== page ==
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Cablegate: Boeing 787 Production Delays and Response in Nagoya

VZCZCXRO8370
RR RUEHCHI RUEHFK RUEHHM RUEHKSO RUEHPB
DE RUEHNAG #0015/01 1010903
ZNR UUUUU ZZH
R 100903Z APR 08
FM AMCONSUL NAGOYA
TO RUEHC/SECSTATE WASHDC 0218
INFO RUCPDOC/USDOC WASHDC 0014
RUEHKO/AMEMBASSY TOKYO 0225
RUEHKSO/AMCONSUL SAPPORO 0120
RUEHOK/AMCONSUL OSAKA KOBE 0151
RUEHFK/AMCONSUL FUKUOKA 0123
RUEHNH/AMCONSUL NAHA 0123
RUEHZU/ASIAN PACIFIC ECONOMIC COOPERATION
RUEHNAG/AMCONSUL NAGOYA 0235

UNCLAS SECTION 01 OF 02 NAGOYA 000015

SIPDIS

SENSITIVE

SIPDIS

E.O. 12958: N/A
TAGS: ECON EAIR PREL JA
SUBJECT: BOEING 787 PRODUCTION DELAYS AND RESPONSE IN NAGOYA


NAGOYA 00000015 001.2 OF 002


Summary
------------
1. (SBU) The recently announced delay for the Boeing 787
results from global supply chain and production issues. A
recent visit to the Fuji Heavy Industries factory making the
787's center wing section and discussions with Fuji and Boeing
787 program executives indicate that those problems continue but
that progress is being made, in part through long-term dispatch
of American engineers and workers to assist production at
Japanese plants.

New 787 Schedule
-----------------------
2. (SBU) Marking the third revision to its delivery schedule
for the 787 "Dreamliner," Boeing announced April 9 that it is
delaying first flight of the plane from the second to fourth
quarter of 2008 and now anticipates delivering approximately 25
of the new planes in 2009, down from its most recent projection
of 109. On April 10, Patrick Kelley, Boeing's Director for 787
Japan Production, described to Principal Officer Boeing's
extensive exercise to "teach the Japanese partners to fish." In
other words, Boeing is working to get the suppliers up to speed
on production techniques for the carbon composite aircraft, but
not doing their work for them.

3. (SBU) At an April 8 visit to the Fuji Heavy Industries (FHI
or Subaru) 787 center-wing section plant in Handa, Aichi
prefecture, Principal Officer saw American staff working
together on the factory floor with FHI's Japanese line workers.
Kelley explained that Boeing has dispatched 28 American contract
workers from aerospace labor supply firm Plane Techs to help
deal with a backlog of work resulting from a fastener shortage.
Kelley said Boeing accepted responsibility for the fastener
shortfall, and did not place the blame on its Japanese suppliers
for that issue.

Fastener Issues
-----------------
4. (SBU) Boeing has reportedly discovered the center wing box
(the "heart" of the plane where the wings and fuselage meet)
needed to be stiffened beyond the original design. This has
made the catch-up process even more difficult. The unique
nature of the fasteners used on the wing and wing box, which
require greater lightning resistance than those used on
traditional aluminum jets, has added to the delay in 787
fastener supply. And, because hundreds more clips and fasteners
per plane are needed to stiffen the center wing section, even
more of those fasteners are required than originally planned.

Traveled Work and Traveling Labor
--------------------------------------------
5. (SBU) Despite those challenges, Boeing Structures Procurement
Agent Randall Greene, who works out of the FHI plant, described
FHI as being in the best shape among the three major Japanese
suppliers and at "near 100 percent" in terms of completing its
workshare. This progress is key. "Traveled work," or assembly
supposed to be done by suppliers but left uncompleted and passed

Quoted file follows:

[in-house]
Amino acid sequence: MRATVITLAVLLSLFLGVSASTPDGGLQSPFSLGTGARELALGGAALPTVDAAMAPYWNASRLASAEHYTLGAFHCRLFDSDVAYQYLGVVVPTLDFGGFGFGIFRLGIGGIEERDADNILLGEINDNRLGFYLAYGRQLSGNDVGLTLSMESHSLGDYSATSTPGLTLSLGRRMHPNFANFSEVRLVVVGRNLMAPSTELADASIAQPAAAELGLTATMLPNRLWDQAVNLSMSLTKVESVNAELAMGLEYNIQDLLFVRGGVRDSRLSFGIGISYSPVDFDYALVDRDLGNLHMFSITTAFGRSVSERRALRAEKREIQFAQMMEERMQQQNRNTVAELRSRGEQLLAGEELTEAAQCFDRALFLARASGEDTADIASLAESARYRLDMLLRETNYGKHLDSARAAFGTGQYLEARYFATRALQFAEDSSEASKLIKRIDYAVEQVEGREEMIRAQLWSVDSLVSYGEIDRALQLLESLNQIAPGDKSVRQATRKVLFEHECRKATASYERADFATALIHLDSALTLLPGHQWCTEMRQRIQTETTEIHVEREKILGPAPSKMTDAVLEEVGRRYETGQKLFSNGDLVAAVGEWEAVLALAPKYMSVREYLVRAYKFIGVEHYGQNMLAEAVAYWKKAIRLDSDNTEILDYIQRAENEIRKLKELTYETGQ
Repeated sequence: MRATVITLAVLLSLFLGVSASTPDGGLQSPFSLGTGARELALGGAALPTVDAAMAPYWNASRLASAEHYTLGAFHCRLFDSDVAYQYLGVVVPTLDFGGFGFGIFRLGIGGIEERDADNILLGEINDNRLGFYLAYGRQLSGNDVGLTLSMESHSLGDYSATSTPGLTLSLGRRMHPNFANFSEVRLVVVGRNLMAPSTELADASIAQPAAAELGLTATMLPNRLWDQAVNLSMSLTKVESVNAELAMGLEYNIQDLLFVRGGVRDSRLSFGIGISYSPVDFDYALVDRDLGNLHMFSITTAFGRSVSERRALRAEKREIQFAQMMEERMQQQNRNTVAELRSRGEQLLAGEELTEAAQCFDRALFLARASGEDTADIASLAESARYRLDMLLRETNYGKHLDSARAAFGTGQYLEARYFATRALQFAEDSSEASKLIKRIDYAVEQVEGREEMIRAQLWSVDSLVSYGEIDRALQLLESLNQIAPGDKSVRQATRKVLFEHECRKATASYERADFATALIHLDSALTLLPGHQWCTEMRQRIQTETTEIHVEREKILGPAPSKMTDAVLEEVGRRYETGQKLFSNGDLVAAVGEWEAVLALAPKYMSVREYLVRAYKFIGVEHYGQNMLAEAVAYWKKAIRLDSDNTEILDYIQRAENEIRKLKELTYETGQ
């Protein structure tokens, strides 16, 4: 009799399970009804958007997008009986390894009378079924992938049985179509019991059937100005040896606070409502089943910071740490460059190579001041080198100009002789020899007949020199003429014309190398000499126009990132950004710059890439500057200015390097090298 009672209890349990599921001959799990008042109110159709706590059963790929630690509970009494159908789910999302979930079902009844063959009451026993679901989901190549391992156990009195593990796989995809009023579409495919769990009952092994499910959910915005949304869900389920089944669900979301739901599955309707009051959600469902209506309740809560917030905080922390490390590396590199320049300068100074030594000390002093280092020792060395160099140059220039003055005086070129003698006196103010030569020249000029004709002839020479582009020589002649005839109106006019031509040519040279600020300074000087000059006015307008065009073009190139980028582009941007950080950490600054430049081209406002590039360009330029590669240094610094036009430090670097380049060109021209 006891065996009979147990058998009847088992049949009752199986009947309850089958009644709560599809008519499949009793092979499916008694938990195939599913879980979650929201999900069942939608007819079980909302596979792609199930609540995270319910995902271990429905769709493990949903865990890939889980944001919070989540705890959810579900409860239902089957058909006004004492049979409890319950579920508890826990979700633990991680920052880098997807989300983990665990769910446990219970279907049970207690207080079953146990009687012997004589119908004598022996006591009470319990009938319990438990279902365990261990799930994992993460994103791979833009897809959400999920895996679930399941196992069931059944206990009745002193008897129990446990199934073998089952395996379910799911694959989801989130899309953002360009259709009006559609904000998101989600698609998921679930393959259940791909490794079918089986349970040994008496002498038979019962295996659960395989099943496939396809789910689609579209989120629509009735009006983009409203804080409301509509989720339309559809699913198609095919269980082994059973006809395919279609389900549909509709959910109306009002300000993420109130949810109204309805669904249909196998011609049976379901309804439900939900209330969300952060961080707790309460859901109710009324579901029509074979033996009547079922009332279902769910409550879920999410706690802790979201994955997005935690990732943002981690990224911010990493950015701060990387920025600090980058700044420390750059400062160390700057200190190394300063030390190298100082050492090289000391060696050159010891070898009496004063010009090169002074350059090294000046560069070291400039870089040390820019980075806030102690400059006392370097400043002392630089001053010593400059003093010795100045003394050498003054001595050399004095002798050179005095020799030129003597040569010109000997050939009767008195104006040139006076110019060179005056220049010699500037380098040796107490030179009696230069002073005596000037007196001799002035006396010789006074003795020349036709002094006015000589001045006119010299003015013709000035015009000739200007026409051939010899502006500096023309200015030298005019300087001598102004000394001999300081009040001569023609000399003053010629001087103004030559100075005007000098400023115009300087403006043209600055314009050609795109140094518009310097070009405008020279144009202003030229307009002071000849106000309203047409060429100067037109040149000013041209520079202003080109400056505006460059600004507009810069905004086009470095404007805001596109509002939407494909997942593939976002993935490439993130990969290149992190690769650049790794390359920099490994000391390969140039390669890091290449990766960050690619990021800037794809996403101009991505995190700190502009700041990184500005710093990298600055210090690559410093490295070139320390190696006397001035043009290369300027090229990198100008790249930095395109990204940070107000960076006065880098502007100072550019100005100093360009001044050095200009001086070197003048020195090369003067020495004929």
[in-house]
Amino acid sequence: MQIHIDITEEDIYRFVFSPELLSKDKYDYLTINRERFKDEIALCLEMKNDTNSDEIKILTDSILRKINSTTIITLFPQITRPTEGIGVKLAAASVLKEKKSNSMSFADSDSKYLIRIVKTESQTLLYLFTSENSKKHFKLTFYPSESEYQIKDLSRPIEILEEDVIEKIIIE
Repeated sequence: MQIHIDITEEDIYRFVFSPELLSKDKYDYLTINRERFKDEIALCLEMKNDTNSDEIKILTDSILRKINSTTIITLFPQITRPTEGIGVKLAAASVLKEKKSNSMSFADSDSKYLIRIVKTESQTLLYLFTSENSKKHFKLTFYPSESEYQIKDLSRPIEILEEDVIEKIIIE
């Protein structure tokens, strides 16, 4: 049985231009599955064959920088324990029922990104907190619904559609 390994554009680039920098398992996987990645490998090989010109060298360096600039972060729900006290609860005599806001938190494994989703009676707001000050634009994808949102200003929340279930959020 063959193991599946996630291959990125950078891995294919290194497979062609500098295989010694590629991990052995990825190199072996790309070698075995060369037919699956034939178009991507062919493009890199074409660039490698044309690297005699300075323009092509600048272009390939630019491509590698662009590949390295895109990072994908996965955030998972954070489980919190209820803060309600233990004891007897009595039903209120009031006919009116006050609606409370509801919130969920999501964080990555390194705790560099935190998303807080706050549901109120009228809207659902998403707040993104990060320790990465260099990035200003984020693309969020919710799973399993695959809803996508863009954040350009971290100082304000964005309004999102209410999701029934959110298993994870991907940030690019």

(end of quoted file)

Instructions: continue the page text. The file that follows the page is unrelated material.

to Boeing to take care of as part of final assembly, has been a
major factor in 787 production delays to date. FHI has now
shipped the first five center wing sections to Boeing, and has
ten currently in production flow. We saw the sixth and later
sections being fitted with hydraulics and electrical systems,
illustrating Greene's appraisal that FHI is passing on complete
or nearly complete components to the next stage of production.

6. (SBU) In addition to the 28 Plane Techs personnel at FHI,
Boeing has 15 of its own staff full-time on-site and an
additional number of TDYers. In comparison, at the other major
suppliers, Boeing has 40 to 60 of its own staff and 70 Plane
Techs workers at Mitsubishi Heavy Industries (MHI), which makes
the 787's wings, its largest and most complex component, and 20
Boeing staff but no Plane Techs personnel at Kawasaki Heavy
Industries (KHI), which produces the 787's forward fuselage.
While the Plane Techs staff are mostly engaged in dealing with
fastener issues, many have moved into other areas of production
as well. Boeing staff are working on a range of issues,
including engineering, supply chain control, and program
management.

Comment
------------
7. (SBU) The Boeing and FHI staff we spoke with this week
acknowledged they're under the gun to keep to schedule but
appeared confident they're making progress and will be able to
meet the revised schedule. The stakes are enormous. Boeing has

NAGOYA 00000015 002.2 OF 002


already taken nearly 900 orders for the plane, and Nagoya-area
manufacture of 787 components is frequently described as the
largest production project ever undertaken by a foreign company
in Japan. FHI is a supplier for all six generations of Boeing
commercial airliners from the 737 to 787, among many other
civair projects and has a full range of defense programs for the
Self Defense Forces. FHI Vice President for Manufacturing
Haruyoshi Saigoku told us, though, that once the 787 reaches
full production, it will account for about 30 percent of all FHI
aerospace sales.

8. (SBU) As if current demands on the regional aerospace sector
weren't enough, a major new project is about to get underway.
On April 1, Mitsubishi Heavy Industries formally established a
Nagoya-based company to go forward with the MRJ regional jet
program. FHI and KHI are expected to supply significant
components.
ROCHMAN

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